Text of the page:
Saturday, November 5, 2011
Jackson Square, New Orleans. All photos courtesy the author.
I just logged my fourth trip in two years to New Orleans to continue work on a series of projects linking St. Louis to New Orleans.
Freedom Ride. Image by Joe Baker.
I timed my visit to see the first three acts (the work awaits more funding to be completed) of Freedom Ride, an opera by Xavier University professor Dan Shore commissioned by friend and Longue Vue House and Gardens Director / Chief Curator Joe Baker. The Freedom Riders drove from Washington to New Orleans to defy the segregation of interstate transportation. Edith and Edgar Stern, founders of Longue Vue, hosted the group when they arrived in the South. Edith founded the opera program at Xavier, another elegant connection in this program.
The opera was magical, the powerful voices of the singers evoking the hope and anger of people soul-tired of waiting for their civil rights.
It is hard not to layer issues of race and class when visiting the South, particularly in this economic climate and post-Katrina. While not every artist needs to explore these issues, it's hard not to look for kernels of connection when viewing Prospect.2, which also opened the same weekend as the opera debut. Through reviews of friends who attended Prospect.1, and through the press I read, it sounded as if the first iteration had much more funding. Lack of funding, however, doesn't explain the problems I observed in Prospect.2.
Dan Tague, Crisis Car CC829, 2011.
Sadly, the worst of the installations were in two of the biggest institutions in town. At the Contemporary Art Center, where Prospect founder Dan Cameron used to work, was work by Dan Tague alongside some compelling works by local and international artists, but the whole experience felt disorganized and disgruntled.
I have not be impressed by the shows I've seen at the CAC--is it lack of will, lack of standards, lack of expertise? I am sure there was a lot of local anger at how diverse and global Prospect.1 was--does Prospect.2 suffer because Cameron was obliged to capitulate to local demands and sensibilities?
Jennifer Steinkamp at the New Orleans Art Museum.
Jennifer Steinkamp's haunting, moving trees in a niche at the top of the lobby stairs at NOMA was glorious--too bad the whole thing was washed out by the light of the lobby. The other works that hung on the lobby's walls felt like an after-thought, a concession NOMA made to Prospect.2 without truly giving over any real gallery space. Why wasn't the Odili Donald Odita mural that was going up by the cafe included in Prospect.2? It felt as if NOMA gave over its least art-appropriate space, and grudgingly at that, in order to be listed on the Prospect.2 letterhead.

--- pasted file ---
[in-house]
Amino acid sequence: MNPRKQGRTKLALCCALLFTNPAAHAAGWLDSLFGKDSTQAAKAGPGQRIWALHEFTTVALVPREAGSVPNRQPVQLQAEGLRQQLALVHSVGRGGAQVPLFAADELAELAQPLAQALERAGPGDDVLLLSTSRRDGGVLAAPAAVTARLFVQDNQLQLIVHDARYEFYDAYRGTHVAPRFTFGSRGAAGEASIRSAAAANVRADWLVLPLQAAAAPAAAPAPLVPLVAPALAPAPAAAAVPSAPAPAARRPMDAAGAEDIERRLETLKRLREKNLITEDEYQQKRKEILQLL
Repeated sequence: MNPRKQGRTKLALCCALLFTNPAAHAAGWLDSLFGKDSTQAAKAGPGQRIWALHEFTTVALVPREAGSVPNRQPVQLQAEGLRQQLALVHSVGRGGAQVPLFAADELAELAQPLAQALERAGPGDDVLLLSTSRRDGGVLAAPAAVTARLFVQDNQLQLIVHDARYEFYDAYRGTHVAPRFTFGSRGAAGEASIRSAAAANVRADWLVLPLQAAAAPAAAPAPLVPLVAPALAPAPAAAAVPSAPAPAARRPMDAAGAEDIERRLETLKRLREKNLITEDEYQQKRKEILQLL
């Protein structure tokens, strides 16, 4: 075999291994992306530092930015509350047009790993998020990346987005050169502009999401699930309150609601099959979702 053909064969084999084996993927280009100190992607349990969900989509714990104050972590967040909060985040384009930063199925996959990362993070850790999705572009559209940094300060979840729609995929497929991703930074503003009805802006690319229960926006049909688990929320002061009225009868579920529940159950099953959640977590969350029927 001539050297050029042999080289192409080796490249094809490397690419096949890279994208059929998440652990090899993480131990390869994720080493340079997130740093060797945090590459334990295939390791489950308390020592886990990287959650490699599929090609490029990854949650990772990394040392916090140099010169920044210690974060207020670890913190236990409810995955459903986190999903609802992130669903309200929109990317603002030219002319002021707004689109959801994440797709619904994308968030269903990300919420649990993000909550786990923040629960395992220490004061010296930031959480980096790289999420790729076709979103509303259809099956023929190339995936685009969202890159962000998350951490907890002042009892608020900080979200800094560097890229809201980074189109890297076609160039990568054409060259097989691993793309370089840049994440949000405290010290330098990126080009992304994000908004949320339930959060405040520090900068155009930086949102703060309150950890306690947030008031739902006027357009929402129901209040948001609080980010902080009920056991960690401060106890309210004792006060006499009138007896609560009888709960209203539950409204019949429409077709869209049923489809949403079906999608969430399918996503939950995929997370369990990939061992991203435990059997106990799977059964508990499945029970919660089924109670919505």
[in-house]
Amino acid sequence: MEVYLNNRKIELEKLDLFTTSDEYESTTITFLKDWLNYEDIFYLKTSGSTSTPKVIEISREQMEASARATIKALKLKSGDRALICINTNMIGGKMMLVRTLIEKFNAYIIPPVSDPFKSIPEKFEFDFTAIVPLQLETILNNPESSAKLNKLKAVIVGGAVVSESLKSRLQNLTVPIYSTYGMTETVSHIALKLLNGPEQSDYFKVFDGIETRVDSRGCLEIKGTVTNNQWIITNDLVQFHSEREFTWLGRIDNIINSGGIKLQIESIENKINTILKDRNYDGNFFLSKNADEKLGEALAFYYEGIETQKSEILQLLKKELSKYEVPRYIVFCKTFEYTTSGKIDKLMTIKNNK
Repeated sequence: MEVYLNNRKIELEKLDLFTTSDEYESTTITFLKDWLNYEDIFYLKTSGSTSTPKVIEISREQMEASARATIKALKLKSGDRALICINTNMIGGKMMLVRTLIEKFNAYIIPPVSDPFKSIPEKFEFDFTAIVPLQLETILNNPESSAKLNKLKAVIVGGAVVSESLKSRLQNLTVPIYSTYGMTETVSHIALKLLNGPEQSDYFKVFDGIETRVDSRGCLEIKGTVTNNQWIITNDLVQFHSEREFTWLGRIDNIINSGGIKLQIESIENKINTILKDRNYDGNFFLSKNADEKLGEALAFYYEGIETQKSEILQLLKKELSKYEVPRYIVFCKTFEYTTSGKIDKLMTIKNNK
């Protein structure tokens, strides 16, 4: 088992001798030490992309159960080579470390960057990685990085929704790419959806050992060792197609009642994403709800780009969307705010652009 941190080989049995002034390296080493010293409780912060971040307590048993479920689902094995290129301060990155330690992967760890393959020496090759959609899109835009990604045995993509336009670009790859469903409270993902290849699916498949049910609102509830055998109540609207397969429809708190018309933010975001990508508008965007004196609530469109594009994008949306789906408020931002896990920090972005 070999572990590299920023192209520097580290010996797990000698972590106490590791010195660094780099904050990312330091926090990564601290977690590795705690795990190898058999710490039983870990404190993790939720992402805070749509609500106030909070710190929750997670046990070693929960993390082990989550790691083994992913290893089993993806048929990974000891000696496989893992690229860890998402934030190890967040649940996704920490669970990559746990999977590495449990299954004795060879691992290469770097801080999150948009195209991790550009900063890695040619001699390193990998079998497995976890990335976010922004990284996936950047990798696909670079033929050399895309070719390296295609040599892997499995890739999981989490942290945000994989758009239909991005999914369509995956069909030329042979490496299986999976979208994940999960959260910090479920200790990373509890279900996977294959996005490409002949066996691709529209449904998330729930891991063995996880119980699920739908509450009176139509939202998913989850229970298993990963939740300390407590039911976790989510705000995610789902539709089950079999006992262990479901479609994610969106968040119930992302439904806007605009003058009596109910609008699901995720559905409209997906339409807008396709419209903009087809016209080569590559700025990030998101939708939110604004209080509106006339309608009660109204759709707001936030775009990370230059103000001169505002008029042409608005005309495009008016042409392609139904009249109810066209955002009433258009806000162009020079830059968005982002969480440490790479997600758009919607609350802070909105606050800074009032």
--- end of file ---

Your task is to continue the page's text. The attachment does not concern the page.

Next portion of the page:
Sophie Calle in the 1850 House in the Vieux Carre.
Works placed inside other types of institutions seemed to fare much better by being given a context within which to live. Sophie Calle's multi-room installation in the 1850 House put her self-involved stories into an historical space. But Calle's modern narcissism seemed rather trite alongside the issues of slavery, immigration and disease that are animated through the stories of the people who lived at the 1850 house.
Ragnar Kjartansson, The Man, 2010
Ragnar Kjartansson's video The Man was not commissioned by Prospect but was a 2010 collaboration between the artist and musician Pinetop Perkins, the last of the Delta Blues musicians. Was this location chosen as a subtle comment on the role of African Americans in driving the economy of the South, with the blues being subversive resistance of the economic exploitation suffered by African Americans? Subtle thinking indeed, but at least the work was lovely and haunting.
Nick Cave at the Newcomb Art Gallery, Tulane University.
Nick Cave and Joyce Scott were paired at the Newcomb Art Gallery, and although I am not interested in Scott's work and Cave's work speaks to me, there were enough interesting ways to think about the two that the pairing was not disheartening in the way some of the other group shows were.
Joyce Scott at the Newcomb Art Gallery, Tulane University.
Finally, one great public art piece I saw was Michel De Brion's work Majestic, curated and produced by The Third of May Arts, Inc., a Canadian producing collaboration.
Michel De Brion, Majestic, 2011.
De Brion used old New Orleans city lights to make this work parked under the shadow of the freeway overpass in the tangle of streets bisected by the badly designed freeways. Like a pick-up-jack, I thought about the dislocation and re-ordering of the landscape of New Orleans because of Katrina, and the ways in which the city continues to try to put itself back together again. This work was a lovely surprise, stuck, as it was, in this no-man's land.
What a tough balance Prospect.2 had to navigate--how to concentrate installations / art works so that more people can see them while allowing the type of commentary of engaged public art that gives relevance to a biennial in a place as complex and contested as New Orleans? Prospect.2 seems to have galvanized more local activity. I picked up the first issue of Catalogue, which listed the various galleries and public art works happening around town. Surely that alone is a good thing, giving voice to the non-institutional voices.
I am eager to see what the next version of Prospect will be if simply to see how new genre public art can re-invent itself at each iteration.